People are more afraid of insects than of death, or so says a survey that Zuk cites a bit skeptically. (Heights and public speaking are supposedly scarier than both.) Surveys aside, bugs certainly have a PR problem, and Zuk is out to win friends for them.
Her wry, amiable volume makes a case for appreciating the wonders and weirdnesses of the most numerous of animals. As she puts it, an insect-of-the-month calendar might not have to repeat a species for well over 80,000 years. The book thus falls into the paradoxical tradition of the why-not-to-hate-bugs book that appeals especially to people who already love them. An earlier classic of this microgenre, May Berenbaum’s Bugs in the System, has amused insect enthusiasts since 1996, and Zuk, a behavioral ecologist, focuses on more recent research.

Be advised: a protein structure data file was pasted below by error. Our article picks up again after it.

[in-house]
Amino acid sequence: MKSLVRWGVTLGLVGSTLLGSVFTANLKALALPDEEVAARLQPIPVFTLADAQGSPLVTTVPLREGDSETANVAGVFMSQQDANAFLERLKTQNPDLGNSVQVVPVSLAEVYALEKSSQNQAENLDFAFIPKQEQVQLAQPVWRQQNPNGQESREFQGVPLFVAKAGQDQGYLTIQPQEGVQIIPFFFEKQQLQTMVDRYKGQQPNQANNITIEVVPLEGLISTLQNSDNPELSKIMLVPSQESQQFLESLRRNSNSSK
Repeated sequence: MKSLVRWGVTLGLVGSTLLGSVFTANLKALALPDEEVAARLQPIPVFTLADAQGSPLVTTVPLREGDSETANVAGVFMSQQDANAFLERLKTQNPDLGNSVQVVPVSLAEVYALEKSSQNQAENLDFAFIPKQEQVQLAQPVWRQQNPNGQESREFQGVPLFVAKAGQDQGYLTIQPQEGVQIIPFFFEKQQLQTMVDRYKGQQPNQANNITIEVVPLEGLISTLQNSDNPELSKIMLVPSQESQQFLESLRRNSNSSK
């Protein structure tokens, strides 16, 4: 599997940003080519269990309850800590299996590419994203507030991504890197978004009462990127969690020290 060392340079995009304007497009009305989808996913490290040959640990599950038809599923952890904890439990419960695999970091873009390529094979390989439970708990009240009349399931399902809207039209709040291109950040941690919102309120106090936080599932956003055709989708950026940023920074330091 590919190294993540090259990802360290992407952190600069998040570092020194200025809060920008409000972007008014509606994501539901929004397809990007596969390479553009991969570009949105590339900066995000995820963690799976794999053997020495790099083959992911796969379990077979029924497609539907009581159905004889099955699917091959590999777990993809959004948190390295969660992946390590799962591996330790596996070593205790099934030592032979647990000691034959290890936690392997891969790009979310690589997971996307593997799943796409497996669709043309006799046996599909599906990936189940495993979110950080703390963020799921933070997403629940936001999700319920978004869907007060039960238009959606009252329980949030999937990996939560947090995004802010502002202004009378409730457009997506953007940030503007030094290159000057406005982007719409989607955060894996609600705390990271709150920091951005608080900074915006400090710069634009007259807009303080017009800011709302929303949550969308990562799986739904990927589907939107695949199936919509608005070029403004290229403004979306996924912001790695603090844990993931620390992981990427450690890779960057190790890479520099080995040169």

Despite the title, which depending on personal tastes can be a plus or a minus for a commuter read, the book gives clear accounts of a wide range of research beyond sex: insect personalities, wasp facial recognition, fruit flies artificially bred for intelligence, slave-making ants, hitchhiking blister beetles and much more. One of the more unusual sections is the first, the obligatory chapter on why anybody should care about insects. Along with the expected discussions of ecological importance and value for humankind, Zuk articulates the emotional appeal of humans’ six-legged neighbors. They give people “the ability to glimpse another world,” a spot-on phrase for one of their charms. As Zuk asks, “Who needs to be able to see dead people when you can see live insects?”
Houghton Mifflin Harcourt, 2011, 272 p., $25
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